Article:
South Dakota

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Titlesort descending Summary
Adrian v. Vonk


Ranchers sued State for damage to their property from prairie dogs from public lands. The Supreme Court held that statutes governing State's participation in programs to control prairie dogs did not contain express waivers of sovereign immunity; State's statutorily-mandated actions in controlling prairie dogs were discretionary acts, and ranchers' action was barred by sovereign immunity; and statute did not provide for a nuisance cause of action against the State.

Casillas v. Schubauer


Ramona Casillas and Delora Stickelman brought this negligence action after suffering injuries when Casillas' vehicle collided with an eighteen-hundred pound Black Angus bull owned by Ted Schubauer. The appellate court reversed the trial court's grant of summary judgment and remanded the action for trial. The court held that, under these circumstances, a genuine issue of material fact exists as to whether Schubauer could have reasonably anticipated the black bull would escape and stray onto Highway 83 where Schubauer knew the black bull escaped from a corral when confined with another bull on a prior occasion. Further, the court found there is a split of authority as to whether and to what extent the doctrine of res ipsa loquitur applies to cases involving collisions between motorists and domestic animals. Therefore, it is for the circuit court to determine whether Casillas and Stickelman are entitled to an instruction on res ipsa loquitur in light of the substantive law and the evidence at trial.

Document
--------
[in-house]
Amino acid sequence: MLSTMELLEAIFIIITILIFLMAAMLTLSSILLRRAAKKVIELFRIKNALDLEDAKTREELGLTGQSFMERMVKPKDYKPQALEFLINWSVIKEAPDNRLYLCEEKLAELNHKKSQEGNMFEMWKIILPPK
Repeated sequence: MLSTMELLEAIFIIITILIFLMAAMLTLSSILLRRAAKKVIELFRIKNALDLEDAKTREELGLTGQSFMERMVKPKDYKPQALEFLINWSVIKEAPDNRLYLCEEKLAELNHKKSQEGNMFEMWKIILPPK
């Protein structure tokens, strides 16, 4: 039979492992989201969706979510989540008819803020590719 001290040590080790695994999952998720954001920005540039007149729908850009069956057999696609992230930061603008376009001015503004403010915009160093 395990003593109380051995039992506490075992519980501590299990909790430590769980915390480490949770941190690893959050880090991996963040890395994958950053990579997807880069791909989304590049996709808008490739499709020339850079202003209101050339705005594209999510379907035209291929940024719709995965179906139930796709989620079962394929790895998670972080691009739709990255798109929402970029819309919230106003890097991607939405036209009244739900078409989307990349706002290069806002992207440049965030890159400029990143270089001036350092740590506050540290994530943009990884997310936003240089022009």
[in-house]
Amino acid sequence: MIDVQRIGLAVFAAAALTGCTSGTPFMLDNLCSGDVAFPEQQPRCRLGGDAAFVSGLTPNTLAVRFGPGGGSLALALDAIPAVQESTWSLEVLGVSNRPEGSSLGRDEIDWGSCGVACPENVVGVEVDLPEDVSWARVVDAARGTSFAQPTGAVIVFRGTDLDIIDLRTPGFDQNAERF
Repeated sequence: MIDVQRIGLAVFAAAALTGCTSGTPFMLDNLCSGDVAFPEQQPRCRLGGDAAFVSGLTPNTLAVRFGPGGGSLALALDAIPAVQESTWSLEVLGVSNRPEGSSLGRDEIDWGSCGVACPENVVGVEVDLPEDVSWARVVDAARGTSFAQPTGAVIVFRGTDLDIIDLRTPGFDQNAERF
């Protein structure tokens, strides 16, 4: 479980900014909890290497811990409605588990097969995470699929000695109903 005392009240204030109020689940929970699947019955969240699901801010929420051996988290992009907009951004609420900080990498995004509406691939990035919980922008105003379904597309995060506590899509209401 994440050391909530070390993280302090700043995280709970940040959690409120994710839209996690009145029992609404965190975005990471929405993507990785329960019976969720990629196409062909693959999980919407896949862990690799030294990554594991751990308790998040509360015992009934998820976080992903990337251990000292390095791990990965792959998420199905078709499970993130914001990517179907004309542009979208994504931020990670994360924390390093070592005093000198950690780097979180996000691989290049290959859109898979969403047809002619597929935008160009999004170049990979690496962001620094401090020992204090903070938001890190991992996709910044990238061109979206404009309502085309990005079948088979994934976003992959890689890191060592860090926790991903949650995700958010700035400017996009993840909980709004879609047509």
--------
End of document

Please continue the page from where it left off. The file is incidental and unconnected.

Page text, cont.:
City of Marion v. Schoenwald


To keep excessive numbers of large dogs from becoming a public nuisance, the City of Marion, South Dakota passed an ordinance that, among other things, limited households to four dogs, only two of which could weigh over 25 pounds.  Schoenwald owned three dogs: one shepherd-collie mix weighing 75 pounds and two golden retrievers, weighing 30 pounds and 20 pounds.  She was then notified that by housing three dogs weighing over 25 pounds she was in violation of the ordinance.  She failed to comply with the City's order to remove one dog and was issued a citation.  The Supreme Court reversed the lower court's ruling in Schoenwald's favor and found that South Dakota law permits municipalities broad power to regulate the keeping of dogs; thus the weight limitation included in the City's comprehensive pet ordinance was within its authority. 

City of Pierre v. Blackwell


In this South Dakota case, the owner of a dog declared by an animal control officer to be "dangerous" pursuant to Pierre City Ordinance § 10-3-111 challenged the conviction on the basis that the ordinances themselves were unconstitutional and that his constitutional right to procedural due process has been violated. The court held that the ordinances themselves were constitutional, noting the broad authority municipalities have to regulate pet ownership as a legitimate exercise of police power.  The court reversed and remanded for determination on the factual issue of the dog's dangerousness.  Specifically, if the City opts for a civil hearing, absent exigent circumstances, the owner of a dog is entitled to a due process hearing on the issue of dangerousness.